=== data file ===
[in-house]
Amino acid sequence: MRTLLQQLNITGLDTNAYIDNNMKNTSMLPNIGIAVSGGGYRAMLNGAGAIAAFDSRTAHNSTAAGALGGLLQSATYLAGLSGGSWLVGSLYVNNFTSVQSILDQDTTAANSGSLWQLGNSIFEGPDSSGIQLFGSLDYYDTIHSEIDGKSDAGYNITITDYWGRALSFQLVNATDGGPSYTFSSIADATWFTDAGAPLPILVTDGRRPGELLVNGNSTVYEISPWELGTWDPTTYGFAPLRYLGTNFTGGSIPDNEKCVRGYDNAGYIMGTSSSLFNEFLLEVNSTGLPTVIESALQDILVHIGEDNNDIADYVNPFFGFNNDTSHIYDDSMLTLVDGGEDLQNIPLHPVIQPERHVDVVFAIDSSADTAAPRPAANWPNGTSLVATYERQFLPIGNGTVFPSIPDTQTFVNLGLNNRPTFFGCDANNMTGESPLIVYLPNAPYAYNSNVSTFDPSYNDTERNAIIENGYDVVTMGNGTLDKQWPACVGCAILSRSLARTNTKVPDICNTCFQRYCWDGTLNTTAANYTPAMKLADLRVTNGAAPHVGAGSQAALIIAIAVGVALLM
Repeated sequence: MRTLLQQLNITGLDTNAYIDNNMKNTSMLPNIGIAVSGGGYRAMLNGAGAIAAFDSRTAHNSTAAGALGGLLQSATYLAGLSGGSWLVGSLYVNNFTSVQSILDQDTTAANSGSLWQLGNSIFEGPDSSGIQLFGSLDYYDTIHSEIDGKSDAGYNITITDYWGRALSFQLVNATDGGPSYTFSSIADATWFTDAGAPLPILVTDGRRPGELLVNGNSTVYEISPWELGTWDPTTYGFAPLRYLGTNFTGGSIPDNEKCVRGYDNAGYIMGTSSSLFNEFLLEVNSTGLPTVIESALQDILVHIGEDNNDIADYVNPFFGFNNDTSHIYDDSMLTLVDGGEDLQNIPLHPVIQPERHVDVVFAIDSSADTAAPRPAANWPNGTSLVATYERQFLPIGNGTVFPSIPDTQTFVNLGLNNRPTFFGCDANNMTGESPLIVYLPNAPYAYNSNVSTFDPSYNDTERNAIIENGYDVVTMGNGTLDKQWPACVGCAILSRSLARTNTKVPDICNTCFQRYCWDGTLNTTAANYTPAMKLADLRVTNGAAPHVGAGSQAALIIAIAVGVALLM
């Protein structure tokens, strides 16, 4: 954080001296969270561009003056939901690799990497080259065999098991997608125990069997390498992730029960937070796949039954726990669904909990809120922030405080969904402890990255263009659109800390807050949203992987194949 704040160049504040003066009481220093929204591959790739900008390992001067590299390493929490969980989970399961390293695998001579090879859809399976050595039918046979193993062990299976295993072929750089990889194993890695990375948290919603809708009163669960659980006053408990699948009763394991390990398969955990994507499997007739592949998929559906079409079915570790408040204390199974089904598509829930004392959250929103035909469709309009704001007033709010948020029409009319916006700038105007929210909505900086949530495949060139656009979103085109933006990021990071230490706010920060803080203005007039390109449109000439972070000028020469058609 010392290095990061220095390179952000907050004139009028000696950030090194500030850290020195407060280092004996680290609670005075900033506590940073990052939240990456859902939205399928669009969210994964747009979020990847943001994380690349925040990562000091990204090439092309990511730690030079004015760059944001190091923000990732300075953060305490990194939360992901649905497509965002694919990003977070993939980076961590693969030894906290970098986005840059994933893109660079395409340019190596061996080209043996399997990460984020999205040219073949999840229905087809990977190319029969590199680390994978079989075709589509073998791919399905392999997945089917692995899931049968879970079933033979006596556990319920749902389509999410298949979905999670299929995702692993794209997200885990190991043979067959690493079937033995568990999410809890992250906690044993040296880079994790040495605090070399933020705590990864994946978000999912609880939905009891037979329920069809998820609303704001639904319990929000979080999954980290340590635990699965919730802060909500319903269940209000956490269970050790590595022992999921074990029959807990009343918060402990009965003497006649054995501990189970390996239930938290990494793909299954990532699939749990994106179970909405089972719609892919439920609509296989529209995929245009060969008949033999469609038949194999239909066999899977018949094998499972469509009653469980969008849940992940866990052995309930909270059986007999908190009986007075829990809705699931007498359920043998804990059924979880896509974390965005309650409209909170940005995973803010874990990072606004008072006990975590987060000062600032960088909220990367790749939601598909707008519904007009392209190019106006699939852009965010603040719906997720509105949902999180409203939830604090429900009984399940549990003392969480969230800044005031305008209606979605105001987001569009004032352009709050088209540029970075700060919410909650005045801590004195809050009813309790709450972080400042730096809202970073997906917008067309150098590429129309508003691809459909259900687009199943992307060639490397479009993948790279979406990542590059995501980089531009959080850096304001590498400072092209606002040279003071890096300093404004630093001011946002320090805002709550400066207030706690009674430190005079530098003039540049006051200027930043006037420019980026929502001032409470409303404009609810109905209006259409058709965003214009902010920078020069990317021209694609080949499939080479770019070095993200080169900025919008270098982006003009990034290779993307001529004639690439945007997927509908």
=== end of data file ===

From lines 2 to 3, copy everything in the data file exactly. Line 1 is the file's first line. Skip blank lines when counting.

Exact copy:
Amino acid sequence: MRTLLQQLNITGLDTNAYIDNNMKNTSMLPNIGIAVSGGGYRAMLNGAGAIAAFDSRTAHNSTAAGALGGLLQSATYLAGLSGGSWLVGSLYVNNFTSVQSILDQDTTAANSGSLWQLGNSIFEGPDSSGIQLFGSLDYYDTIHSEIDGKSDAGYNITITDYWGRALSFQLVNATDGGPSYTFSSIADATWFTDAGAPLPILVTDGRRPGELLVNGNSTVYEISPWELGTWDPTTYGFAPLRYLGTNFTGGSIPDNEKCVRGYDNAGYIMGTSSSLFNEFLLEVNSTGLPTVIESALQDILVHIGEDNNDIADYVNPFFGFNNDTSHIYDDSMLTLVDGGEDLQNIPLHPVIQPERHVDVVFAIDSSADTAAPRPAANWPNGTSLVATYERQFLPIGNGTVFPSIPDTQTFVNLGLNNRPTFFGCDANNMTGESPLIVYLPNAPYAYNSNVSTFDPSYNDTERNAIIENGYDVVTMGNGTLDKQWPACVGCAILSRSLARTNTKVPDICNTCFQRYCWDGTLNTTAANYTPAMKLADLRVTNGAAPHVGAGSQAALIIAIAVGVALLM
Repeated sequence: MRTLLQQLNITGLDTNAYIDNNMKNTSMLPNIGIAVSGGGYRAMLNGAGAIAAFDSRTAHNSTAAGALGGLLQSATYLAGLSGGSWLVGSLYVNNFTSVQSILDQDTTAANSGSLWQLGNSIFEGPDSSGIQLFGSLDYYDTIHSEIDGKSDAGYNITITDYWGRALSFQLVNATDGGPSYTFSSIADATWFTDAGAPLPILVTDGRRPGELLVNGNSTVYEISPWELGTWDPTTYGFAPLRYLGTNFTGGSIPDNEKCVRGYDNAGYIMGTSSSLFNEFLLEVNSTGLPTVIESALQDILVHIGEDNNDIADYVNPFFGFNNDTSHIYDDSMLTLVDGGEDLQNIPLHPVIQPERHVDVVFAIDSSADTAAPRPAANWPNGTSLVATYERQFLPIGNGTVFPSIPDTQTFVNLGLNNRPTFFGCDANNMTGESPLIVYLPNAPYAYNSNVSTFDPSYNDTERNAIIENGYDVVTMGNGTLDKQWPACVGCAILSRSLARTNTKVPDICNTCFQRYCWDGTLNTTAANYTPAMKLADLRVTNGAAPHVGAGSQAALIIAIAVGVALLM